Steimer to Stepanov

Mollie Steimer (Молли Штеймер)

Mollie Steimer, 1919 | Mollie Steimer (1897-1980) began her … | Flickr

Born 1897, Russia. Jewish. Garment worker. Migrated to US 1912, with parents and four siblings. Began working immediately after arrival, at age 16. Became an anarchist after discovering the writings of Peter Kropotkin; 1917 became a member of New York’s militant Jewish anarchist Shturem Group, which in 1918 became the Frayhayt Group. Arrested, with Hyman Lachowsky, while distributing radical leaflets protesting US intervention in the Russian Civil War on August 23, 1918. While out on bail, arrested eleven more times over eight months, including during a raid on the Union of Russian Workers’ People’s House in New York during the first Palmer Raids in November 1919. Convicted, with other members of the Frayhayt Group, for violation of the Espionage Act, and sentenced to 15 years in prison; after losing landmark Supreme Court free-speech case Abrams v. United States, sentence commuted on the condition of deportation. While detained on Ellis Island awaiting deportation, led a hunger strike to protest her segregation from other detainees. According to a supervisor, “Certainly it would not be safe to put her in a room with other detained females, this by reason of her known activities in spreading the propaganda of anarchism among among women and girls. Most of those detained female aliens will probably be admitted to the United States in due course, and to permit Mollie Steimer to sow the seeds of anarchism among them while they are the wards of the Government would be highly improper.” Deported November 1, 1921. In Russia, almost immediately involved in aid work for imprisoned anarchists; through this work she met her companion Senya Fleshin, an anarchist who had voluntarily returned from the US in 1917, and together they founded the Society to Help Anarchist Prisoners (with financial aid from comrades in the US). November 1922 both were arrested for this work and sentenced to two years internal exile in Siberia, but released after launching a hunger strike. Both arrested again July 9, 1923, for propagating anarchist ideas. Launched an eight-day hunger strike along with other political prisoners, including several other deportees from the US; Steimer and Fleshin given visas to Germany with the understanding that they would be executed if they returned to Russia, and left September 27, 1923. In Berlin, then after 1924 in Paris, the pair worked with Emma Goldman, Alexander Berkman, and other exiled Russian anarchists to aid radicals imprisoned in Russia. Steimer corresponded with, and was regularly visited by, anarchists from the US and elsewhere. In 1939 Steimer organized aid for refugees from the Spanish Civil War who had been placed in French internment camps; in May 1940, with the Nazi occupation of Paris, Steimer was herself sent to the internment camp in Gurs for seven weeks. After her release, she and Fleshin fled to Mexico, where they were aided by fellow deportees Jacob and Mary Abrams. Active in radical and exile circles in Mexico City, where they befriended Diego Rivera and Spanish anarchist exiles, and Fleshin ran a photography studio. Remained in constant correspondence with anarchists abroad. Steimer died of heart attack July 23, 1980 in Cuernavaca.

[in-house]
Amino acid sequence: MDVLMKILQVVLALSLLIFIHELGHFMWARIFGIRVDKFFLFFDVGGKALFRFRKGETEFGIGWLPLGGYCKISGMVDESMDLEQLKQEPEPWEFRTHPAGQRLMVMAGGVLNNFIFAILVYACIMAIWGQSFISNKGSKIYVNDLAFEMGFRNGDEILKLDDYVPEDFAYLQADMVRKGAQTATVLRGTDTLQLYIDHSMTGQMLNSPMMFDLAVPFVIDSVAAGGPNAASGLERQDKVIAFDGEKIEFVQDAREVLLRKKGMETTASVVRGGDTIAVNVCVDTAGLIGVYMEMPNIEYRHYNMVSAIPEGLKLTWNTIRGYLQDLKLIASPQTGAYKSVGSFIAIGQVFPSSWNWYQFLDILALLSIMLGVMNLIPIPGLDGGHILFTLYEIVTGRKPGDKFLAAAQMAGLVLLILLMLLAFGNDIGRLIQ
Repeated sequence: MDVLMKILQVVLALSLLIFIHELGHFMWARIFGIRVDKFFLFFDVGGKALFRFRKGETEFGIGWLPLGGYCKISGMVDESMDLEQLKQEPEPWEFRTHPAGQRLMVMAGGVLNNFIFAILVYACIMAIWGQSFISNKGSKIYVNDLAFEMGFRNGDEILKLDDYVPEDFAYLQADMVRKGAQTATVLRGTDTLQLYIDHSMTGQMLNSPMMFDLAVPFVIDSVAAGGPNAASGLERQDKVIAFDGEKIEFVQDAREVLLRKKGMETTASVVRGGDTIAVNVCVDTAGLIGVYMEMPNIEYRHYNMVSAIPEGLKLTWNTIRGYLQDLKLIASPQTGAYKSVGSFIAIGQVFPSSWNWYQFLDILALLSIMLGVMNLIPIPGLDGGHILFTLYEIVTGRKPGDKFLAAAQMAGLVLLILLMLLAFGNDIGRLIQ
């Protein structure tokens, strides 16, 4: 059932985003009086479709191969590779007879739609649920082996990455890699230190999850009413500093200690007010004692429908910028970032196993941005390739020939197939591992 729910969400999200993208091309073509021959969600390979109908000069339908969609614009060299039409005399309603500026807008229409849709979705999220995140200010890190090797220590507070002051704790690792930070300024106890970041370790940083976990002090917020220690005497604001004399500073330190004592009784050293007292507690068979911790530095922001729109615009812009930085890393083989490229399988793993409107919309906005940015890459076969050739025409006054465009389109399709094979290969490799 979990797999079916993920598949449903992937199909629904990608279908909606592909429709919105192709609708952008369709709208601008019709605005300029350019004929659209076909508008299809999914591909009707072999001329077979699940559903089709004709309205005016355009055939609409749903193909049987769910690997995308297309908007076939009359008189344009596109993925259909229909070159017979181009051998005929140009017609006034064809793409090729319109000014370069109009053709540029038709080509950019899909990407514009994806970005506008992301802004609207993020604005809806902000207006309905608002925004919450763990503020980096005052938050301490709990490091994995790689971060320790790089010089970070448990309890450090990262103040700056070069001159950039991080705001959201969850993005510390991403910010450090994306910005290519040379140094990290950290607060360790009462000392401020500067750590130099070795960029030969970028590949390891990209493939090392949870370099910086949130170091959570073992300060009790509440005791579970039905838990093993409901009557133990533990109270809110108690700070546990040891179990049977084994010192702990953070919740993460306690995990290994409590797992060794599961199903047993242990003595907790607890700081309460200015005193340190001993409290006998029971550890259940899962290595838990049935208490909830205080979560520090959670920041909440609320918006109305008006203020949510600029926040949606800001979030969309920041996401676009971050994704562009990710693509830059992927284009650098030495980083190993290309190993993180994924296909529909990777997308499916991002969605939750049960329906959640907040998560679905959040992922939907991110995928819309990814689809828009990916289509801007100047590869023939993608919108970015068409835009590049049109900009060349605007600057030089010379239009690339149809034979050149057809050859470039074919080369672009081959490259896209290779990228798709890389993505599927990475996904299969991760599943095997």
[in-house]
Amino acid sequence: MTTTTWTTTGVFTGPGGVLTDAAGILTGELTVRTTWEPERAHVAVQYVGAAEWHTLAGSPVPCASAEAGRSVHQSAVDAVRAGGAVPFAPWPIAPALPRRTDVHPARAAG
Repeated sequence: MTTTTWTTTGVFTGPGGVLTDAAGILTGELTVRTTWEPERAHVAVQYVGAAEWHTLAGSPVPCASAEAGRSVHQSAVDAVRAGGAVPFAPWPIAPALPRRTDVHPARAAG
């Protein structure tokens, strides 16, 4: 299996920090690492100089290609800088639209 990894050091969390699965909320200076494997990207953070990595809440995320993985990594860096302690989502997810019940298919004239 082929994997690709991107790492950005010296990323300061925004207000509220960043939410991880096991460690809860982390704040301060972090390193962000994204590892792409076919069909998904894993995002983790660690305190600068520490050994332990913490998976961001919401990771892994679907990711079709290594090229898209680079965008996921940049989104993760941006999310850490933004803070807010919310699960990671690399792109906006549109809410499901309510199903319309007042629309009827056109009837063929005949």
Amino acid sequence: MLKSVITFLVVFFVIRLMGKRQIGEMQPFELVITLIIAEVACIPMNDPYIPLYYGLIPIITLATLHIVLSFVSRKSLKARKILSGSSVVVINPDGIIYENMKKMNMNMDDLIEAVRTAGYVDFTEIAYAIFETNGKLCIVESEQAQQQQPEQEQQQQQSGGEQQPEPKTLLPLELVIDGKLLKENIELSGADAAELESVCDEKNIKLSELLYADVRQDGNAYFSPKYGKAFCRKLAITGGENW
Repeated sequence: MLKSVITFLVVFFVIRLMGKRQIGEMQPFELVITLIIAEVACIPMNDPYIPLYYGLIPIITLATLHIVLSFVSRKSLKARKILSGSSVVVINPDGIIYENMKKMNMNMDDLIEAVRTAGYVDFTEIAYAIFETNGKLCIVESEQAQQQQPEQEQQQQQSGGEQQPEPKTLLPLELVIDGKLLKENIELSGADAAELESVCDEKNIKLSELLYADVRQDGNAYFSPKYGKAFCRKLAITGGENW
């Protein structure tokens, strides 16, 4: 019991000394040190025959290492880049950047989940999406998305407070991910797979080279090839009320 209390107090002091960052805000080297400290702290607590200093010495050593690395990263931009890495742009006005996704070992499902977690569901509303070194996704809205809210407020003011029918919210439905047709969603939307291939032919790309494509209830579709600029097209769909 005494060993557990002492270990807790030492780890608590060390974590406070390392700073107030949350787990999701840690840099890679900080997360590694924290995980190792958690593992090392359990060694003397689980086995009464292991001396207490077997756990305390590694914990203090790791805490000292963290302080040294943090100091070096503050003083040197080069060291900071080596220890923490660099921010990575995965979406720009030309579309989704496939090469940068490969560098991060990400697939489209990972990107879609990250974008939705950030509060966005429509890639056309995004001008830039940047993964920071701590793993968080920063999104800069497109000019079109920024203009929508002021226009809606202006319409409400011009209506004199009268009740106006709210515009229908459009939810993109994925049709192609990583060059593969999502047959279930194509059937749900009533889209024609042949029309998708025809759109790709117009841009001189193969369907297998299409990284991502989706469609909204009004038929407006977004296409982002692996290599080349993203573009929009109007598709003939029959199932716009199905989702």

INS file 54517/73